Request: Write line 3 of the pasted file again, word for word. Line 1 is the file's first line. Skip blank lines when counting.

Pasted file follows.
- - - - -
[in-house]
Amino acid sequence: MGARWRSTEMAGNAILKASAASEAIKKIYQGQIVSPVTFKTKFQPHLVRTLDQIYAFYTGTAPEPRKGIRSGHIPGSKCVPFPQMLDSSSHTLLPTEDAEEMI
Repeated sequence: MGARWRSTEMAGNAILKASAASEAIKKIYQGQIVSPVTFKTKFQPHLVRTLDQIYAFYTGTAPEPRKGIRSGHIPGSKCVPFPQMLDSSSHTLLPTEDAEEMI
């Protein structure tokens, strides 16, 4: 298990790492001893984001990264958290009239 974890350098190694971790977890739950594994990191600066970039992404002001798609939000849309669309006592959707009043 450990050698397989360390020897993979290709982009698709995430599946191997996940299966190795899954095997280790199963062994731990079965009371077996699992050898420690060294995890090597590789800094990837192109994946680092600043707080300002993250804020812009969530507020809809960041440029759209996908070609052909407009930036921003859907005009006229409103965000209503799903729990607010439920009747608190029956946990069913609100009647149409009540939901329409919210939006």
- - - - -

Repeated sequence: MGARWRSTEMAGNAILKASAASEAIKKIYQGQIVSPVTFKTKFQPHLVRTLDQIYAFYTGTAPEPRKGIRSGHIPGSKCVPFPQMLDSSSHTLLPTEDAEEMI